Concern does not translate into action. This is what the cybersecurity firm Kaspersky’s latest global research revealed. Even if 84% of parents expressed concern for their children’s internet safety, they also confessed that they spend a total of only 46 minutes talking about it in the kids’ entire childhood.
The research did not explain the disparity in numbers or what could be the cause of inaction.
There is no doubt in the heightened awareness of children’s online privacy and security recently because these digital natives did not know a world without the internet. Their social life consists of in-person and online communication. Also according to Kaspersky’s survey, over 9 in 10 children between 7 and 12 years old globally now have an internet-enabled device, smartphone or tablet.
In particular, nearly 2 in 3 parents (64%) agree that their kids spend too much time online, which not only means trading other joys and benefits of childhood for the screen time but also being continuously exposed to various potential risks.
The most dangerous online threats, according to the parents’ point of view, are children seeing harmful content, such as sexual or violent (27%); experiencing internet addiction (26%); and receiving anonymous messages or content inciting them to carry out the violent or inappropriate activity (14%).
To reduce potential risks and explain the dangers of surfing the Internet, 81% of parents say it is a joint responsibility between parents and schools to teach children about online safety. 86% believe that parents are better positioned to do so since children generally trust them more.
With parents acknowledging the onus on them to provide their children with guidance, yet spending less than an hour doing so, the Kaspersky research makes clear that parents are finding such conversations difficult. In having these conversations, parents cited the biggest challenges as being:
- Explaining the threats in a way that children can understand and relate to (60%)
- Getting children to take the threats seriously (51%)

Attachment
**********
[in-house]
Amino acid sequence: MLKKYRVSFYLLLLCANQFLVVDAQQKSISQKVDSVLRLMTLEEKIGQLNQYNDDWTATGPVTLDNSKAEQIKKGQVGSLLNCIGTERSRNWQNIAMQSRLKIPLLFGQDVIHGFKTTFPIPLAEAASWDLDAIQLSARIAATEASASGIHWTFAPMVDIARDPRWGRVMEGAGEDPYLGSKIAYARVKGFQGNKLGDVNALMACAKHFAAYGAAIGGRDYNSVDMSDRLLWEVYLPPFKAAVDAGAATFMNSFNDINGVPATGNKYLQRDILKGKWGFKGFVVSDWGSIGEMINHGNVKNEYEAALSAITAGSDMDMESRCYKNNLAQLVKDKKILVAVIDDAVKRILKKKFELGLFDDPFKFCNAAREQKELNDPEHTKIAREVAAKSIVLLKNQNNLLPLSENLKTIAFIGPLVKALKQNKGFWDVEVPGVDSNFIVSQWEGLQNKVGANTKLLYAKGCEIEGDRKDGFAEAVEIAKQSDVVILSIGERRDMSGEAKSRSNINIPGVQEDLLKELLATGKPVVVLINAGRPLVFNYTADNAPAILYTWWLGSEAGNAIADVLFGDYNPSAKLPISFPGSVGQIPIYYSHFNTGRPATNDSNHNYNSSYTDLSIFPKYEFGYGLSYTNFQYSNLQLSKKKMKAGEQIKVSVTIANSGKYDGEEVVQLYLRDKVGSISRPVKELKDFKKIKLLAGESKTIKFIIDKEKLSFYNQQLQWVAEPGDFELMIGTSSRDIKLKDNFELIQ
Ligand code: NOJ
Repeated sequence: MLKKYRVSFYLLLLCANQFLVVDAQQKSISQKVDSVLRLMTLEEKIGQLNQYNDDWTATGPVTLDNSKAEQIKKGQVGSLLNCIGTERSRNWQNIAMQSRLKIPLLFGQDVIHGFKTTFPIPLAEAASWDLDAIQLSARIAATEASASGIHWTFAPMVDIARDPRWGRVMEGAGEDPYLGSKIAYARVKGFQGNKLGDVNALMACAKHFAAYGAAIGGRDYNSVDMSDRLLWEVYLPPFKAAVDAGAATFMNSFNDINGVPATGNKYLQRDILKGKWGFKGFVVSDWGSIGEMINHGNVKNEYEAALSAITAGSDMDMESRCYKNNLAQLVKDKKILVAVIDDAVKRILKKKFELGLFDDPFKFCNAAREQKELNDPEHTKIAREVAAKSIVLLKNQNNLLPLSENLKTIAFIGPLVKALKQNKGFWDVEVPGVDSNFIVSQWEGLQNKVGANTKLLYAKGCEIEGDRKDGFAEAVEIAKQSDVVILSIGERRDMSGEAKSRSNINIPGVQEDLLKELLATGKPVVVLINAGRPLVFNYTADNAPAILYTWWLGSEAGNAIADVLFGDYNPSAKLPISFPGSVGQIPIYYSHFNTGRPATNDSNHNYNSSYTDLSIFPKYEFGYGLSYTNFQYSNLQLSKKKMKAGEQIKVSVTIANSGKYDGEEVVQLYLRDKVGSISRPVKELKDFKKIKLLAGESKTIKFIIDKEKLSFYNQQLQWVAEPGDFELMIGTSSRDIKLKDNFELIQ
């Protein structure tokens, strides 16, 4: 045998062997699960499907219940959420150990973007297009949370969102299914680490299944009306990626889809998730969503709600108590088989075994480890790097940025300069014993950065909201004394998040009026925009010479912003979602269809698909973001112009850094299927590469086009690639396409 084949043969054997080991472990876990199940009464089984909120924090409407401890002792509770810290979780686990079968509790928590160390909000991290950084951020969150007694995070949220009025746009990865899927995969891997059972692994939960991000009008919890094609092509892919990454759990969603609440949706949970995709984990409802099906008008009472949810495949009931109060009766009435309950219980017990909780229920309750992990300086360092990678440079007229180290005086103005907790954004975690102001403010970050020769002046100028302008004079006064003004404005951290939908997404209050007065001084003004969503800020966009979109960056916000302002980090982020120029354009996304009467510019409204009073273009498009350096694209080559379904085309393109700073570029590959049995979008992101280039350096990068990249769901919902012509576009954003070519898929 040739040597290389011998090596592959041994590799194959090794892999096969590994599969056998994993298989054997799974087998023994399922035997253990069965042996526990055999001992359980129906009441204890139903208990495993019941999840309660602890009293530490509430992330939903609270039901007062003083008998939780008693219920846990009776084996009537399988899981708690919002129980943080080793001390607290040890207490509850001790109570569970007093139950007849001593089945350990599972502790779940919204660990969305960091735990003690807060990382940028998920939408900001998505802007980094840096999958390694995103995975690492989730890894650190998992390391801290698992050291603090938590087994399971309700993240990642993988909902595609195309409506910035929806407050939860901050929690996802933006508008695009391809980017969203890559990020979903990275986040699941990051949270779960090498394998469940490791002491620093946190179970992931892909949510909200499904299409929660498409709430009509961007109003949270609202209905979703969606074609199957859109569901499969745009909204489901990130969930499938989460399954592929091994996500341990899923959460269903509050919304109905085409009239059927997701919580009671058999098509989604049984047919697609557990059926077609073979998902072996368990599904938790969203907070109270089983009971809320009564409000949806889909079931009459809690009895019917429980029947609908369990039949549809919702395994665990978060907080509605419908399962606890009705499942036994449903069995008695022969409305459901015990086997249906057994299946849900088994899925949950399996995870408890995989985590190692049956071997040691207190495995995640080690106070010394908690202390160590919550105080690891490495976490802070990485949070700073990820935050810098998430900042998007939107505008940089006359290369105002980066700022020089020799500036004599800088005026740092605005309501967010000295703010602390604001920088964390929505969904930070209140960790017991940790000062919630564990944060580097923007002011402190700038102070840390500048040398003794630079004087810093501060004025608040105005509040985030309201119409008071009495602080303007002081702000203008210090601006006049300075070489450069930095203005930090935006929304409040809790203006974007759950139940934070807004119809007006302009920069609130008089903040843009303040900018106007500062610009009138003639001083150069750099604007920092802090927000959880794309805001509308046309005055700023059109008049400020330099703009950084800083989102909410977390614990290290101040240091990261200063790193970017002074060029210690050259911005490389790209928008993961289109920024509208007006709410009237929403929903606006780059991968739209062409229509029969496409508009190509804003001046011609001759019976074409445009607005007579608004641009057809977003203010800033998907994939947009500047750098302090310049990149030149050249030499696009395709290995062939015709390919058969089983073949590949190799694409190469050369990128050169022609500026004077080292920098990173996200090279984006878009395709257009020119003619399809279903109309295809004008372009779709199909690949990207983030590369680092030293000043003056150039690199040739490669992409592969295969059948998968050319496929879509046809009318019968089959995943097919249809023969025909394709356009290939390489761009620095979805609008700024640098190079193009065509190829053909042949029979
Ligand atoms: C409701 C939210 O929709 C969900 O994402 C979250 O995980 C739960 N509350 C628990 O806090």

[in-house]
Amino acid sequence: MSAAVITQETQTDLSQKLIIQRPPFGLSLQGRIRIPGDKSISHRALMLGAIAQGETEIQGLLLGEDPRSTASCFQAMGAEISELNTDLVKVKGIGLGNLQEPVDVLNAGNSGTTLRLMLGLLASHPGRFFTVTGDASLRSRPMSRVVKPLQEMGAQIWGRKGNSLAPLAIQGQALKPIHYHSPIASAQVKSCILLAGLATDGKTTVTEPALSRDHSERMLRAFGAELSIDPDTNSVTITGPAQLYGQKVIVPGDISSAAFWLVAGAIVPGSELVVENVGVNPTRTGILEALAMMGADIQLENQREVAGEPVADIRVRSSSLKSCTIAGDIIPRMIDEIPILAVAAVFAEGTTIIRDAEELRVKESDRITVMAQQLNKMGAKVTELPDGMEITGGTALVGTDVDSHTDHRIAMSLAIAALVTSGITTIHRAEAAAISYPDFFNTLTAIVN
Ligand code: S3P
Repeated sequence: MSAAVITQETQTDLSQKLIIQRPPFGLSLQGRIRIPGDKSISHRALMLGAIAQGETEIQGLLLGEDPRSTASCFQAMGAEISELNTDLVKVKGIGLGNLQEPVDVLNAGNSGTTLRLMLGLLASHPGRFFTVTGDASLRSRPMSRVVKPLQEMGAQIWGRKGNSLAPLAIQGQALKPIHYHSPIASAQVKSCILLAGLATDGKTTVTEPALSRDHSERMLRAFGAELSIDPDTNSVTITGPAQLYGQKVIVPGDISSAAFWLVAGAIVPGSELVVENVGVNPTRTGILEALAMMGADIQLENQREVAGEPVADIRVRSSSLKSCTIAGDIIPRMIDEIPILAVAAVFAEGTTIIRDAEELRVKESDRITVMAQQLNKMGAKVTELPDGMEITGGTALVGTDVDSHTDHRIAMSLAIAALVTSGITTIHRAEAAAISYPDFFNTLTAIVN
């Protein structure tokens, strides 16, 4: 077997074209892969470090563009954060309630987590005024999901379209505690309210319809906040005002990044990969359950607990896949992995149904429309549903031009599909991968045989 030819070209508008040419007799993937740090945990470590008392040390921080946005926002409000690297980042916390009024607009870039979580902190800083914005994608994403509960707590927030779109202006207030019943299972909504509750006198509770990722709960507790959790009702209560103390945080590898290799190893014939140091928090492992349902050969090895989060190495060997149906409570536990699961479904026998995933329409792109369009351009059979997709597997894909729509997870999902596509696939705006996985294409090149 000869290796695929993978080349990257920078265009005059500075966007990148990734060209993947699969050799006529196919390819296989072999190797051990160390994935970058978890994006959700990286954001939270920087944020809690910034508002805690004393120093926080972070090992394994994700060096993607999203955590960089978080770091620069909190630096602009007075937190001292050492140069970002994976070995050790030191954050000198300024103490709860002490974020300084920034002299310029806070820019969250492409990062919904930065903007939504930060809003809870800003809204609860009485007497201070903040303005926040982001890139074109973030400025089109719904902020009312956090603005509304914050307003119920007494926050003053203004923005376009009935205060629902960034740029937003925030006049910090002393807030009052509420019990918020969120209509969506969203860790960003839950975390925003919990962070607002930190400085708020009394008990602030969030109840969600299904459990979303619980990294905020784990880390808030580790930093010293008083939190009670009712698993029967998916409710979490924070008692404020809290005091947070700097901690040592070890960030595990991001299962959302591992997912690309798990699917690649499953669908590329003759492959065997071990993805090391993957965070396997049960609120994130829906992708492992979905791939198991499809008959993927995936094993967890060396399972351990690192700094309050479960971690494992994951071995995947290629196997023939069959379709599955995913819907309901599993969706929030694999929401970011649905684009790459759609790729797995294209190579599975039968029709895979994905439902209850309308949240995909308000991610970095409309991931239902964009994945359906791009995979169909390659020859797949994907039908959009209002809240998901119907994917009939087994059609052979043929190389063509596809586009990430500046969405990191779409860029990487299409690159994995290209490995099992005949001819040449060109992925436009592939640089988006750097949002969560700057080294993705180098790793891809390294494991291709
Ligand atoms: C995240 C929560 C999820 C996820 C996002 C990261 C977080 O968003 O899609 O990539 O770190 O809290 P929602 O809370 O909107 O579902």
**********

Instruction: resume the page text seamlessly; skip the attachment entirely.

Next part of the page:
- Dissuading children from following and/or giving them the confidence to not follow peer pressure (42%)
“While it is completely understandable that parents do not want their children to feel fearful about going online, it is essential that this doesn’t mean that they take a lax approach to internet safety,” said Emma Kenny, psychologist and a resident on British news channel ITV. “Balance is key and an informed child is a safe child. By breaking down the barriers of communication regarding online safety and etiquette, parents ensure that their children get the very best out of their cyber life whilst feeling reassured about their child’s online behavior.”
“Children need to be protected, and parents can do this by firstly educating themselves about the sites that their children visit by spending time with them as they surf the web, and secondly, by ensuring they have a reliable solution that protects their children from stumbling on inappropriate or offensive material.”
It’s clear that parents need to adopt more personal, verbal approaches for creating safer internet experiences and use the tools that are available to them to help start having those conversations.
To help families protect children from various Internet threats, Kaspersky recommends:
- If you know what your child is looking for online, you can offer help and support, but use the information carefully
- Discuss with your child how much time they can spend on social media. Try to persuade your child not to use social media during school lessons or at night.
- Try not to limit your child’s social circle, but tell them to take care when choosing friends and acquaintances.
- Subscribe to the Family edition of our Kaspersky Security Cloud. The service incorporates Kaspersky Safe Kids and helps to guard your family and private data, plus protect your kids online and beyond